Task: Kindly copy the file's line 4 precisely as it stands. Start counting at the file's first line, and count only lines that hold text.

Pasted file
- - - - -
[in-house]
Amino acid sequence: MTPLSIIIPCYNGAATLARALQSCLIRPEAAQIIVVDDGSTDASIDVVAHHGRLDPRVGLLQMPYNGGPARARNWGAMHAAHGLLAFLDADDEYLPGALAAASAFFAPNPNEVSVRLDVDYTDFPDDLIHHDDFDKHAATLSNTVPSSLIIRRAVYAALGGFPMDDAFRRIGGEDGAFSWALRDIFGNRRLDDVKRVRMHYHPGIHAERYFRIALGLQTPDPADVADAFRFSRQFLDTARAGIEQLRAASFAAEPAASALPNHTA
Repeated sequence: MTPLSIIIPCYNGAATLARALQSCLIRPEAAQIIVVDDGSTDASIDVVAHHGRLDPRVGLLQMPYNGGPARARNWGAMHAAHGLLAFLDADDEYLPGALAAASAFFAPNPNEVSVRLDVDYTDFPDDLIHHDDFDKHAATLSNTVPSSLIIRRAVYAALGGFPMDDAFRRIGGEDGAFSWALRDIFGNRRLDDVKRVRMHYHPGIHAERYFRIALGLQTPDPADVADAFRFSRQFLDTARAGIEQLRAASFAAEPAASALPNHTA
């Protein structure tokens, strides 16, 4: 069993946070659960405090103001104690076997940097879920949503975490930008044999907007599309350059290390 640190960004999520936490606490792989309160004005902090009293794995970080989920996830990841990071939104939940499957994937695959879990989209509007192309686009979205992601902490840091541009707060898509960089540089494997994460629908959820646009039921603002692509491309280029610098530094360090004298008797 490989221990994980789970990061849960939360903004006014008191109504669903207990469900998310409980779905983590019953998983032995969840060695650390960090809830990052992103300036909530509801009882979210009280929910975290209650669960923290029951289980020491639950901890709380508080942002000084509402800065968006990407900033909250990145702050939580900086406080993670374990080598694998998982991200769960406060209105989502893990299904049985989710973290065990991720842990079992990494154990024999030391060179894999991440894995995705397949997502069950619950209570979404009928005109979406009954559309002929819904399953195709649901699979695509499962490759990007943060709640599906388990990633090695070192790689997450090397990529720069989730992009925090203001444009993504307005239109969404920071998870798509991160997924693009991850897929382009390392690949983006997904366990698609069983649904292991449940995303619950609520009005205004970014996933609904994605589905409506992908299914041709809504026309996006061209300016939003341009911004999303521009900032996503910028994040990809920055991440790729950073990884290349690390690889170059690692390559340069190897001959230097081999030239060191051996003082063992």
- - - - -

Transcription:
């Protein structure tokens, strides 16, 4: 069993946070659960405090103001104690076997940097879920949503975490930008044999907007599309350059290390 640190960004999520936490606490792989309160004005902090009293794995970080989920996830990841990071939104939940499957994937695959879990989209509007192309686009979205992601902490840091541009707060898509960089540089494997994460629908959820646009039921603002692509491309280029610098530094360090004298008797 490989221990994980789970990061849960939360903004006014008191109504669903207990469900998310409980779905983590019953998983032995969840060695650390960090809830990052992103300036909530509801009882979210009280929910975290209650669960923290029951289980020491639950901890709380508080942002000084509402800065968006990407900033909250990145702050939580900086406080993670374990080598694998998982991200769960406060209105989502893990299904049985989710973290065990991720842990079992990494154990024999030391060179894999991440894995995705397949997502069950619950209570979404009928005109979406009954559309002929819904399953195709649901699979695509499962490759990007943060709640599906388990990633090695070192790689997450090397990529720069989730992009925090203001444009993504307005239109969404920071998870798509991160997924693009991850897929382009390392690949983006997904366990698609069983649904292991449940995303619950609520009005205004970014996933609904994605589905409506992908299914041709809504026309996006061209300016939003341009911004999303521009900032996503910028994040990809920055991440790729950073990884290349690390690889170059690692390559340069190897001959230097081999030239060191051996003082063992």